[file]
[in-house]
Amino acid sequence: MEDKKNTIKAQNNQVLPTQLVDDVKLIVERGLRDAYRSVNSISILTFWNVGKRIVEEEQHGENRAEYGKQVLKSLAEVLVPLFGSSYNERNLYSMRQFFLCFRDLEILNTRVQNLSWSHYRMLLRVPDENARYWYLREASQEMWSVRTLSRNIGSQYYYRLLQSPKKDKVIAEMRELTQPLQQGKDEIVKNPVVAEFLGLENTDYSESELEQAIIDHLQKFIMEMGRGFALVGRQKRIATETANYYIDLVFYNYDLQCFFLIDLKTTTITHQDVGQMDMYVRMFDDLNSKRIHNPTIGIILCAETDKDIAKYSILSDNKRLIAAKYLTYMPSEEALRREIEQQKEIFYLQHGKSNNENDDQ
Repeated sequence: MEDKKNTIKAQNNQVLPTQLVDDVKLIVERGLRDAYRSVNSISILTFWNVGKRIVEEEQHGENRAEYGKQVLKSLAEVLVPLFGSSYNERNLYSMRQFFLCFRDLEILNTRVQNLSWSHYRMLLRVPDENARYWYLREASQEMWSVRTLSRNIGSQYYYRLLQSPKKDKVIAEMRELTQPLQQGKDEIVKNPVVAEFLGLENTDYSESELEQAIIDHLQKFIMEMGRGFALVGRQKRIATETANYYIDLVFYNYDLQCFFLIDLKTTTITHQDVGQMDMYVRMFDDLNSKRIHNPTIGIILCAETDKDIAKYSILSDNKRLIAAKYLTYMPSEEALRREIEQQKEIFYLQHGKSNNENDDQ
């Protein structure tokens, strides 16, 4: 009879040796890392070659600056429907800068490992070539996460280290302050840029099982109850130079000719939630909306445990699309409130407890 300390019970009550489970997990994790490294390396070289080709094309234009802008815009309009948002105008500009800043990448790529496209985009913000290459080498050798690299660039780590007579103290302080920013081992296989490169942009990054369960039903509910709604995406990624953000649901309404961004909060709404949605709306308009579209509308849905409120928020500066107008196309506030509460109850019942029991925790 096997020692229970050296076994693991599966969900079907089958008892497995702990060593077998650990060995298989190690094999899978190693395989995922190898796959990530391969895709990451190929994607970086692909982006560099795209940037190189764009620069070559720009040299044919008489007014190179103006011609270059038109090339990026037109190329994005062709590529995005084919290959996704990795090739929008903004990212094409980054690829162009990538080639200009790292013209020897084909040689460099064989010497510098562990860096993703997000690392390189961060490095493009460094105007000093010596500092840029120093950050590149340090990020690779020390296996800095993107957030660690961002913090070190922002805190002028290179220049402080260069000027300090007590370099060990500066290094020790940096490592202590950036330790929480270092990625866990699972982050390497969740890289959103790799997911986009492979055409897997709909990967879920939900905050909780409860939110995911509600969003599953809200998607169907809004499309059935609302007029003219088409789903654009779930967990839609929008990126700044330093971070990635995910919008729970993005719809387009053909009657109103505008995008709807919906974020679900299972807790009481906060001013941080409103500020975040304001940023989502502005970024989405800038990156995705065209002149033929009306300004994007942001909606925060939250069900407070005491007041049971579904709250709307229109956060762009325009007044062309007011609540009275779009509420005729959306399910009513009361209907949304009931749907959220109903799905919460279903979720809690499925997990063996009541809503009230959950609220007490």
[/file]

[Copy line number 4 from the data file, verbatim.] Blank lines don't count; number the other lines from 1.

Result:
């Protein structure tokens, strides 16, 4: 009879040796890392070659600056429907800068490992070539996460280290302050840029099982109850130079000719939630909306445990699309409130407890 300390019970009550489970997990994790490294390396070289080709094309234009802008815009309009948002105008500009800043990448790529496209985009913000290459080498050798690299660039780590007579103290302080920013081992296989490169942009990054369960039903509910709604995406990624953000649901309404961004909060709404949605709306308009579209509308849905409120928020500066107008196309506030509460109850019942029991925790 096997020692229970050296076994693991599966969900079907089958008892497995702990060593077998650990060995298989190690094999899978190693395989995922190898796959990530391969895709990451190929994607970086692909982006560099795209940037190189764009620069070559720009040299044919008489007014190179103006011609270059038109090339990026037109190329994005062709590529995005084919290959996704990795090739929008903004990212094409980054690829162009990538080639200009790292013209020897084909040689460099064989010497510098562990860096993703997000690392390189961060490095493009460094105007000093010596500092840029120093950050590149340090990020690779020390296996800095993107957030660690961002913090070190922002805190002028290179220049402080260069000027300090007590370099060990500066290094020790940096490592202590950036330790929480270092990625866990699972982050390497969740890289959103790799997911986009492979055409897997709909990967879920939900905050909780409860939110995911509600969003599953809200998607169907809004499309059935609302007029003219088409789903654009779930967990839609929008990126700044330093971070990635995910919008729970993005719809387009053909009657109103505008995008709807919906974020679900299972807790009481906060001013941080409103500020975040304001940023989502502005970024989405800038990156995705065209002149033929009306300004994007942001909606925060939250069900407070005491007041049971579904709250709307229109956060762009325009007044062309007011609540009275779009509420005729959306399910009513009361209907949304009931749907959220109903799905919460279903979720809690499925997990063996009541809503009230959950609220007490």